The value of ultrasound with ultrasound-guided fine-needle aspiration biopsy compared to computed tomography in the detection of regional metastases in the clinically negative neck
International Journal of Radiation: Oncology - Biology - Physics , Volume 40 - Issue 5 p. 1027- 1032
Purpose: Head and neck oncologists have not reached consensus regarding the role of contemporary imaging techniques in the evaluation of the clinically negative neck in patients with head and neck squamous cell carcinoma (HNSCC). The purpose of the present study was to compare the accuracy of ultrasound with guided fine-needle aspiration biopsy (UGFNAB) and computed tomography (CT) in detecting lymph node metastasis in the clinically negative neck.
Methods and Materials: Sixty-four neck sides of patients with HNSCC were examined preoperatively by ultrasound/UGFNAB and CT at one of five participating tertiary care medical centers. The findings were correlated with the results of histopathologic examination of the neck specimen.
Results: Ultrasound with guided fine-needle aspiration biopsy was characterized by a sensitivity of 48%, specificity of 100%, and overall accuracy of 79%. Three cases had nondiagnostic aspirations using UGFNAB and were excluded. CT demonstrated a sensitivity of 54%, specificity of 92%, and overall accuracy of 77%. UGFNAB detected two additional metastases not visualized on CT, whereas CT detected no metastases not seen on UGFNAB. The results of UGFNAB were similar between the participating centers.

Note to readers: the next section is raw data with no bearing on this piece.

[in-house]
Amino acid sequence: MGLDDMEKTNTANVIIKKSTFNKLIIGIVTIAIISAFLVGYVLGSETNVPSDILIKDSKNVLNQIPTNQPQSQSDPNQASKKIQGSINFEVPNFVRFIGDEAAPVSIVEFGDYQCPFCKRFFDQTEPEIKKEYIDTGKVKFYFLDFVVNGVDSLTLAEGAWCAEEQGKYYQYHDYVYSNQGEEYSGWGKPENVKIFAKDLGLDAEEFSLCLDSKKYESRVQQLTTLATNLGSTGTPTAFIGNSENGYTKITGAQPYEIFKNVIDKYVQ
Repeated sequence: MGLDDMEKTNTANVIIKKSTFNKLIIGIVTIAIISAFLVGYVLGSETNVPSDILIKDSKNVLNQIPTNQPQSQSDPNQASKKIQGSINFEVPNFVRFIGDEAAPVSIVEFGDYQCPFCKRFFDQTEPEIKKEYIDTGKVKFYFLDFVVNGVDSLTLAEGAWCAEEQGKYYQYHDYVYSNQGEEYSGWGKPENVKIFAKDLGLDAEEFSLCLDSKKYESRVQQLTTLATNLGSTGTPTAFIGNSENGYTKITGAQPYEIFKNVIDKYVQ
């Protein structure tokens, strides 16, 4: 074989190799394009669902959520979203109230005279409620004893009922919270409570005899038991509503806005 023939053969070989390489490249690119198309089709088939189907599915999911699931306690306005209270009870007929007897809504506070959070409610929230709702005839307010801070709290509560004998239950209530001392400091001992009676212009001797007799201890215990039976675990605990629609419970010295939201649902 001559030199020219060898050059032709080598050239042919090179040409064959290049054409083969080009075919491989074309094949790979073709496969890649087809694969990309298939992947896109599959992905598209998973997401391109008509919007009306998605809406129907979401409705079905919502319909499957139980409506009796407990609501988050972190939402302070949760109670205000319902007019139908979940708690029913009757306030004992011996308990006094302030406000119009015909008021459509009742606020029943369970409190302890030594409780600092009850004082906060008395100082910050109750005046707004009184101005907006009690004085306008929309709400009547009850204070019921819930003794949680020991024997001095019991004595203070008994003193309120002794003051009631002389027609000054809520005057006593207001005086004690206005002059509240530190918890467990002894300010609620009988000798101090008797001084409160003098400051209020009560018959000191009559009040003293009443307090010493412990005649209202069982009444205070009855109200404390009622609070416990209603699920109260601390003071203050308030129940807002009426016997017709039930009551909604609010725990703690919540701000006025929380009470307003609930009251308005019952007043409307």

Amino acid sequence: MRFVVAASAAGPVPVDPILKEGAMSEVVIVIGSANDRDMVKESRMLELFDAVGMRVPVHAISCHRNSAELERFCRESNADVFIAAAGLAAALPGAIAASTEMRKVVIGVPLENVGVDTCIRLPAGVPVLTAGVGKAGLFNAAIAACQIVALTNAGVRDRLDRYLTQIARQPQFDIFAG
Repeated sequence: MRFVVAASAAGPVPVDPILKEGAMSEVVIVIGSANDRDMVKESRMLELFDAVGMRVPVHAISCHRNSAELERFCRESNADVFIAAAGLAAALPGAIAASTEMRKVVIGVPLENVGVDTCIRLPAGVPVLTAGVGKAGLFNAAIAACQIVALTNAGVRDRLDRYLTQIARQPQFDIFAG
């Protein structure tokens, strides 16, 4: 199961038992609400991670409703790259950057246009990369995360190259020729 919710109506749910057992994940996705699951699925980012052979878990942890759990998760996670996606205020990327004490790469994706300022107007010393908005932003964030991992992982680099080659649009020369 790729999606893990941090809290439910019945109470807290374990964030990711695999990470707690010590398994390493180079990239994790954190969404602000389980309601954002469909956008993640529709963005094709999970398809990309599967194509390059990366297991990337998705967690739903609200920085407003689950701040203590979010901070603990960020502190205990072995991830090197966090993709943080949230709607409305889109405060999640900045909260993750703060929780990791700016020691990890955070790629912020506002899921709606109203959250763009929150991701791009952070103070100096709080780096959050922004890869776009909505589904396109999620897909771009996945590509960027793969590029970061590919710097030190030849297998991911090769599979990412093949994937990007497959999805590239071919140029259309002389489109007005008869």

Conclusions: Approximately one half of the clinically occult nodal metastases in our patient group were identified by both CT and UGFNAB. Overall, UGFNAB and CT demonstrated comparable accuracy. The sensitivity of CT was slightly better than UGFNAB, but the latter remained characterized by a superior specificity. The results of CT and UGFNAB did not appear to be supplementary. The choice of imaging modality for staging of the clinically negative neck depends on tumor site, T-stage, and experience and preference of the head and neck oncologist. If CT is required for staging of the primary tumor, additional staging of the neck by UGFNAB does not provide significant additional value.
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|International Journal of Radiation: Oncology - Biology - Physics|
|Organisation||Department of Pathology|
Takes, R.P, Righi, P, Meeuwis, C.A, Manni, H, Knegt, P.P, Marres, H, … Baatenburg de Jong, R.J. (1998). The value of ultrasound with ultrasound-guided fine-needle aspiration biopsy compared to computed tomography in the detection of regional metastases in the clinically negative neck. International Journal of Radiation: Oncology - Biology - Physics, 40(5), 1027–1032. doi:10.1016/S0360-3016(97)00953-X